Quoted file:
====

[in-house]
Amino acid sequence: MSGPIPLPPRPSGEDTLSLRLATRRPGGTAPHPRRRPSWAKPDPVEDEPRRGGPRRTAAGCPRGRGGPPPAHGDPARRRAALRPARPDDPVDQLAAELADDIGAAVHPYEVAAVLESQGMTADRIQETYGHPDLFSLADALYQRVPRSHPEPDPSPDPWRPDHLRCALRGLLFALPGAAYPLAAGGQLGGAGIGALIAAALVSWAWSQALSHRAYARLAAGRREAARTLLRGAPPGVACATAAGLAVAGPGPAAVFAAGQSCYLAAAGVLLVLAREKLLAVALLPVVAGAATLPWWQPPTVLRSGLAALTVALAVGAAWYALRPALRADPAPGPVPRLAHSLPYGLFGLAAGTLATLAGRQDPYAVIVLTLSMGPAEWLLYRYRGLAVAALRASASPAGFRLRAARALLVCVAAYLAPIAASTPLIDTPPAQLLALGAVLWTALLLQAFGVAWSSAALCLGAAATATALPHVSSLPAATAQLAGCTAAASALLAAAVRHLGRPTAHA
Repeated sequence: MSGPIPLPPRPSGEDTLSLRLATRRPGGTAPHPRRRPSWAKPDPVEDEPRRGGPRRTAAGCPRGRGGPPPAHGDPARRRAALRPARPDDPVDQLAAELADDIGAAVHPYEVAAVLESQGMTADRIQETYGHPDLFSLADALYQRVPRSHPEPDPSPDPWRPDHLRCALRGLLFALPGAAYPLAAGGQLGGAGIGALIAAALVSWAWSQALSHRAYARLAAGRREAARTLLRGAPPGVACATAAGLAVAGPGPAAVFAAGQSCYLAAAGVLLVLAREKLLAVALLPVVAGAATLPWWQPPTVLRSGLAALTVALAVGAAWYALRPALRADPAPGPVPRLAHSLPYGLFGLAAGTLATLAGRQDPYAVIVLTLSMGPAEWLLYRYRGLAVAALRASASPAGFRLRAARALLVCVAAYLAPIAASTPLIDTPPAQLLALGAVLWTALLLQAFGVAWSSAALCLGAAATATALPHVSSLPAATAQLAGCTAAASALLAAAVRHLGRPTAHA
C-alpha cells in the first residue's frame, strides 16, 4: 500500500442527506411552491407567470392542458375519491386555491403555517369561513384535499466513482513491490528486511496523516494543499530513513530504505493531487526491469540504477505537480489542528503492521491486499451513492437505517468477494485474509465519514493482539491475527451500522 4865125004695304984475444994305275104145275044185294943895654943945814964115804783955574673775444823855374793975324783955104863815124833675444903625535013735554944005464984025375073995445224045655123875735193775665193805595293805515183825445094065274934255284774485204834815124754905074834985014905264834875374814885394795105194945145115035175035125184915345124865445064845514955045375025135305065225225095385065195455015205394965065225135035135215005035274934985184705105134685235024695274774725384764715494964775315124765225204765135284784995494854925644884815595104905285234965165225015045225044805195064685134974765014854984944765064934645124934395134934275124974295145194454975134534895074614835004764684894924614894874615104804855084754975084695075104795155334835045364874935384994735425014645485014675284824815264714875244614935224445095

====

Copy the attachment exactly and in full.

[in-house]
Amino acid sequence: MSGPIPLPPRPSGEDTLSLRLATRRPGGTAPHPRRRPSWAKPDPVEDEPRRGGPRRTAAGCPRGRGGPPPAHGDPARRRAALRPARPDDPVDQLAAELADDIGAAVHPYEVAAVLESQGMTADRIQETYGHPDLFSLADALYQRVPRSHPEPDPSPDPWRPDHLRCALRGLLFALPGAAYPLAAGGQLGGAGIGALIAAALVSWAWSQALSHRAYARLAAGRREAARTLLRGAPPGVACATAAGLAVAGPGPAAVFAAGQSCYLAAAGVLLVLAREKLLAVALLPVVAGAATLPWWQPPTVLRSGLAALTVALAVGAAWYALRPALRADPAPGPVPRLAHSLPYGLFGLAAGTLATLAGRQDPYAVIVLTLSMGPAEWLLYRYRGLAVAALRASASPAGFRLRAARALLVCVAAYLAPIAASTPLIDTPPAQLLALGAVLWTALLLQAFGVAWSSAALCLGAAATATALPHVSSLPAATAQLAGCTAAASALLAAAVRHLGRPTAHA
Repeated sequence: MSGPIPLPPRPSGEDTLSLRLATRRPGGTAPHPRRRPSWAKPDPVEDEPRRGGPRRTAAGCPRGRGGPPPAHGDPARRRAALRPARPDDPVDQLAAELADDIGAAVHPYEVAAVLESQGMTADRIQETYGHPDLFSLADALYQRVPRSHPEPDPSPDPWRPDHLRCALRGLLFALPGAAYPLAAGGQLGGAGIGALIAAALVSWAWSQALSHRAYARLAAGRREAARTLLRGAPPGVACATAAGLAVAGPGPAAVFAAGQSCYLAAAGVLLVLAREKLLAVALLPVVAGAATLPWWQPPTVLRSGLAALTVALAVGAAWYALRPALRADPAPGPVPRLAHSLPYGLFGLAAGTLATLAGRQDPYAVIVLTLSMGPAEWLLYRYRGLAVAALRASASPAGFRLRAARALLVCVAAYLAPIAASTPLIDTPPAQLLALGAVLWTALLLQAFGVAWSSAALCLGAAATATALPHVSSLPAATAQLAGCTAAASALLAAAVRHLGRPTAHA
C-alpha cells in the first residue's frame, strides 16, 4: 500500500442527506411552491407567470392542458375519491386555491403555517369561513384535499466513482513491490528486511496523516494543499530513513530504505493531487526491469540504477505537480489542528503492521491486499451513492437505517468477494485474509465519514493482539491475527451500522 4865125004695304984475444994305275104145275044185294943895654943945814964115804783955574673775444823855374793975324783955104863815124833675444903625535013735554944005464984025375073995445224045655123875735193775665193805595293805515183825445094065274934255284774485204834815124754905074834985014905264834875374814885394795105194945145115035175035125184915345124865445064845514955045375025135305065225225095385065195455015205394965065225135035135215005035274934985184705105134685235024695274774725384764715494964775315124765225204765135284784995494854925644884815595104905285234965165225015045225044805195064685134974765014854984944765064934645124934395134934275124974295145194454975134534895074614835004764684894924614894874615104804855084754975084695075104795155334835045364874935384994735425014645485014675284824815264714875244614935224445095